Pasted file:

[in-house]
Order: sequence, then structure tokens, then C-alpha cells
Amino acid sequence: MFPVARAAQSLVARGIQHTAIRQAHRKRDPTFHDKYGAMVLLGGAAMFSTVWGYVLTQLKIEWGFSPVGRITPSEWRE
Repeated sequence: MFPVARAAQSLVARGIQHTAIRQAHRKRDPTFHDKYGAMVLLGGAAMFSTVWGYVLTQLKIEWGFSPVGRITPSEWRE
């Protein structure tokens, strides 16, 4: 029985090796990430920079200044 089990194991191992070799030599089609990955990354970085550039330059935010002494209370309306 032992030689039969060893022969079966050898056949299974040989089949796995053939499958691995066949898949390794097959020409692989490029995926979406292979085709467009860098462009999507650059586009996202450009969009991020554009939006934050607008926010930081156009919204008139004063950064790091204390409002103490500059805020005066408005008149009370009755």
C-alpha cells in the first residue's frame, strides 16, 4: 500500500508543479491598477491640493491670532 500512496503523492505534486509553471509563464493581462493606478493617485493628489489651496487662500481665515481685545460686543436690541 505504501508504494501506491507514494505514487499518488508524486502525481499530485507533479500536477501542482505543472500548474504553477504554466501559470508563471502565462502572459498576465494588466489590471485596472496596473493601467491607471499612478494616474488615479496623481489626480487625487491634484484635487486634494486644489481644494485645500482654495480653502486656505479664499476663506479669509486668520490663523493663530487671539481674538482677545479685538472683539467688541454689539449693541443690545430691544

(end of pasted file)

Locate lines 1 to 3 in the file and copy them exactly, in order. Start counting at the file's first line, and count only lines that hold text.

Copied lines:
[in-house]
Order: sequence, then structure tokens, then C-alpha cells
Amino acid sequence: MFPVARAAQSLVARGIQHTAIRQAHRKRDPTFHDKYGAMVLLGGAAMFSTVWGYVLTQLKIEWGFSPVGRITPSEWRE